Student Integrated Intern Research Experience Begins Third Academic Year
In the fall of 2013 Manuel Rossetti, professor of industrial engineering, and colleagues piloted a new research program funded by the National Science Foundation, which provides students completing their bachelor degree a scholarship. In addition to the scholarship, the program provides professional development seminars and an assigned mentor. The seminars are on topics important to students seeking their degree and encourage students to consider the possibility of graduate school after graduation. This new program is titled Student Integrated Intern Research Experience, or SIIRE.
The SIIRE research team consists of five faculty members, Manuel Rossetti; Kim LaScola Needy, professor and dean of the Graduate School and International Education; Ed Clausen, professor of chemical engineering; Carol Gattis, associate dean of the Honors College; and Micah Hale, professor of civil engineering.
Some of the seminar topics include: Good Enough for Government Work – Ethics and Professionalism; Developing Research Skills in Engineering and Science; How To Be An Effective Sophomore; Career Preparation; Create Your Unique Personal Development Plan: Explore Your Options; Oral and Written Communication; Academic Goal Setting and General Graduate School Information.
Fall 2015 SIIRE students.
Ailon Haileyesus, Biomedical Engineering senior and SIIRE recipient, said she has a desire to use her education and technical skills to tackle global challenges, "as an engineer, I will be in a position where I can make a significant contribution to society." Ailon hopes to use her degree to work with an interdisciplinary team to develop innovative medical devices while simultaneously empowering lives through entrepreneurship. Ailon was recently recognized by the Arkansas Alumni Association as a Senior of Significance.
As SIIRE begins this third year, there are currently forty students from all engineering disciplines in the College of Engineering participating in the program. Of those, two students completed a co-op internship in spring 2015. This semester, one SIIRE student is participating in a co-op internship in Disney World, Orlando, Florida.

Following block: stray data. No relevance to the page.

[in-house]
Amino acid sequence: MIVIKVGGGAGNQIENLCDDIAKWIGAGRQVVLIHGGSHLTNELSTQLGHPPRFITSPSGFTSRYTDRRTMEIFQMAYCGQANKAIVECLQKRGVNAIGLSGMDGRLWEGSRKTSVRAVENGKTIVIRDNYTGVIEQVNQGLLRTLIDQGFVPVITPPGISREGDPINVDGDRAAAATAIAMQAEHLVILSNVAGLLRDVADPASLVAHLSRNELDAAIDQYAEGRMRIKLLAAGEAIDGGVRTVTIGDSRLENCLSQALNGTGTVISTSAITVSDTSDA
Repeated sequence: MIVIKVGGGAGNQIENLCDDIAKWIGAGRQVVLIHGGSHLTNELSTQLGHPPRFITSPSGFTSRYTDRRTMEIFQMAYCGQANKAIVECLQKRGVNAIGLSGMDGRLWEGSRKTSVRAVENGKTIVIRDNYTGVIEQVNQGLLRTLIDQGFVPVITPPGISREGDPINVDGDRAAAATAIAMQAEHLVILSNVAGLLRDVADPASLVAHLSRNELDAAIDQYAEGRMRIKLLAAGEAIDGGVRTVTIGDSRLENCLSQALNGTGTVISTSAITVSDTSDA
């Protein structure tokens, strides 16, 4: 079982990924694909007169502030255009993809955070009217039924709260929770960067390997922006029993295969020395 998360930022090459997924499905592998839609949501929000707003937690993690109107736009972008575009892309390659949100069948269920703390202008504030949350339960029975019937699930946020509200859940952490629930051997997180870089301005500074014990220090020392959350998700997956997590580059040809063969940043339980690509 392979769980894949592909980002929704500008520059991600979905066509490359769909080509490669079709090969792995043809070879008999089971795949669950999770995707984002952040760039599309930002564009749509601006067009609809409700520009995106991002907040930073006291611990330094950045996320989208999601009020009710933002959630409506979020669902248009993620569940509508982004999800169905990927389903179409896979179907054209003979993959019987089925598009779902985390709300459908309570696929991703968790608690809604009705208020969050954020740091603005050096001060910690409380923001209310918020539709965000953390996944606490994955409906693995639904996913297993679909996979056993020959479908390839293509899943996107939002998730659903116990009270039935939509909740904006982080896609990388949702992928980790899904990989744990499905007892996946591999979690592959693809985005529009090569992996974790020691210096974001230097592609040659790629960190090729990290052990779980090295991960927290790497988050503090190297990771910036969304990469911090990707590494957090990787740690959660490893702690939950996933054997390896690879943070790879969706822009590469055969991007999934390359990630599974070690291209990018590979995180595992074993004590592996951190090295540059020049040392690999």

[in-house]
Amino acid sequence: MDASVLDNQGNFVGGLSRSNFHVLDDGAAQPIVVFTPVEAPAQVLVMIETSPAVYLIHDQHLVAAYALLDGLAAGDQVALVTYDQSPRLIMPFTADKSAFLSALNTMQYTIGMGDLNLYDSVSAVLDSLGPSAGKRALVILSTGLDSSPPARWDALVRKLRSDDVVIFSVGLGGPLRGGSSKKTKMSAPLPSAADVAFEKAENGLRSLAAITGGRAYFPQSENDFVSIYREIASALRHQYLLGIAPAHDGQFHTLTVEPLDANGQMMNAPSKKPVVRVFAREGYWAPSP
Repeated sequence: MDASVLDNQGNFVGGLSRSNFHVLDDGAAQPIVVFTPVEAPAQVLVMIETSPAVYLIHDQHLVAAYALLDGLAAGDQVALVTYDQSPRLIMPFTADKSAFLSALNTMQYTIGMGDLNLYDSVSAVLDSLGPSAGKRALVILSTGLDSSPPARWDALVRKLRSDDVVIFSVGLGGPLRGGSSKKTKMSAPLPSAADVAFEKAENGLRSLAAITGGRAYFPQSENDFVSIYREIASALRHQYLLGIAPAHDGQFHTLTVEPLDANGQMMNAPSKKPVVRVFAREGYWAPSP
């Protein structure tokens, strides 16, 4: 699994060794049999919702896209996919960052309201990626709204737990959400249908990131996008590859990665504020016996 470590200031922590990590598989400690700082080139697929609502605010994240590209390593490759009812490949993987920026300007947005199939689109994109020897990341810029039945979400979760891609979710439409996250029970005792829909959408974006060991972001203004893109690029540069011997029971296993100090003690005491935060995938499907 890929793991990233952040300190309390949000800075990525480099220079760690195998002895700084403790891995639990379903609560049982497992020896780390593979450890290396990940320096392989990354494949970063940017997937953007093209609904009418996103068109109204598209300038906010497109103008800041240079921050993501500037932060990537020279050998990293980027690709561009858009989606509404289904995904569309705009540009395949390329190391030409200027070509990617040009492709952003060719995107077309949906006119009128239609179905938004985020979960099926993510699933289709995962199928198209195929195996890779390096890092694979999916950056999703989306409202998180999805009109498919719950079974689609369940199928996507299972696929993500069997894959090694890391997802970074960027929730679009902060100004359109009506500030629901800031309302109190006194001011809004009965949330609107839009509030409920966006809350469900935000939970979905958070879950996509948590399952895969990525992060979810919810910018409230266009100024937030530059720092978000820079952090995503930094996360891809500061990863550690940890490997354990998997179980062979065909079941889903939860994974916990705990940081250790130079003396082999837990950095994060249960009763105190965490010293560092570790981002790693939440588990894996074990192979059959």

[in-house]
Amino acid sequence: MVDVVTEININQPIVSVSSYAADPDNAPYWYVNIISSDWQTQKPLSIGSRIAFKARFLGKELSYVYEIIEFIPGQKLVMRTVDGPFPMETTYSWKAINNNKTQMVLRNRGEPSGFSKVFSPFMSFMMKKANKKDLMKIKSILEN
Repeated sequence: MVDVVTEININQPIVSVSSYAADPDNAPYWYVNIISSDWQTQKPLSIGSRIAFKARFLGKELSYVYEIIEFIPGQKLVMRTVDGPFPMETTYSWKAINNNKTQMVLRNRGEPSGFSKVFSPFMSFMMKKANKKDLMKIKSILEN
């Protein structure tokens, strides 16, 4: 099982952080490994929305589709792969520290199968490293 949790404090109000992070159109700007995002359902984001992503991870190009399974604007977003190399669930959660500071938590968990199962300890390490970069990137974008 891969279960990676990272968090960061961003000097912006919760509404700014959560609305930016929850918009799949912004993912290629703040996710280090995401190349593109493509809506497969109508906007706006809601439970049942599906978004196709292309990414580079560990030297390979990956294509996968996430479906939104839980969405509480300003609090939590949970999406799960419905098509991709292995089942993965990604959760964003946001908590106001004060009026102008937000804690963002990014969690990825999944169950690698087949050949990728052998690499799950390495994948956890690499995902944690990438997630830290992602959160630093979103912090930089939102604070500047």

Tu Nguyen did her co-op with Rheem Manufacturing in Fort Smith, Arkansas. She enjoyed more time to spend on projects she was given, which allowed her to strengthen her skills. She said, "Some unexpected benefits were the many opportunities for me to improve the facility within a 6 month period, and the projects were varied throughout the days and the weeks. Some projects took months and others took days. Thus, I had a chance to either complete the project or complete a small phase of the project."
Tu explained that it was through Dr. Rossetti's connections she was able to participate in the co-op experience at Rheem. She said SIIRE has helped her with the common difficulties encountered by undergraduates and gain experience to face interviews and career fairs. She said it has "also given me a mentor that I can rely on. I am thankful to be a part of SIIRE."
SIIRE scholarship recipient, Theodore Christian, worked on co-op with a defense contractor. He enjoyed the advantage of being a part of a team, using the knowledge he gained in class in the real world. He said the people he met through the co-op, really cared about his success and the staff became 'mentors'. Theodore also shared, "The value of SIIRE is great, from the scholarship to the seminar and the mentors, it was a great decision to participate, truly a decision that will have benefits long after my undergraduate experience."
While the percentage of women in the College of Engineering has been historically near 20%, SIIRE is attracting, on average (41.9 percent) female students. The percentage of students in the College of Engineering reported as ethnic minority is near 22 percent and the SIIRE percentage of 53.5 percent ethnic minority students is significantly more than the population in the college. Increasing the awareness of this population to the possibilities and advantage of graduate school is one of the key aims of SIIRE.
Two SIIRE students graduated in 2015, both received job offers and accepted the positions and both offers were in STEM fields, in the student's engineering discipline. By spring 2015, 63 percent of the SIIRE students reported either an internship or research related experience. As of fall 2015, 54 percent of the eligible SIIRE students have applied for graduate school.
About SIIRE: The goal of the SIIRE project is to increase the number of students that complete a bachelor's and master's engineering degree program with experience to tackle real-life problems in industry. SIIRE provides students a structured pathway to success starting as early as the sophomore year and continuing through graduate studies. Integrated industry-based internships, on-campus university-based research and renewable scholarships provide the cornerstones of the SIIRE program.
This program advances the discovery of dissemination of research that bridges undergraduate experiences with the attainment of graduate engineering degrees. Furthermore, it strengthens industry partnerships and develops highly trained workforces, by systematically creating a pipeline of diverse engineering professionals. For mor information siire.uark.edu.
Tamara O. Ellenbecker, media specialist
(479) 575-3157, email@example.com
Camilla Shumaker, director of communications
College of Engineering
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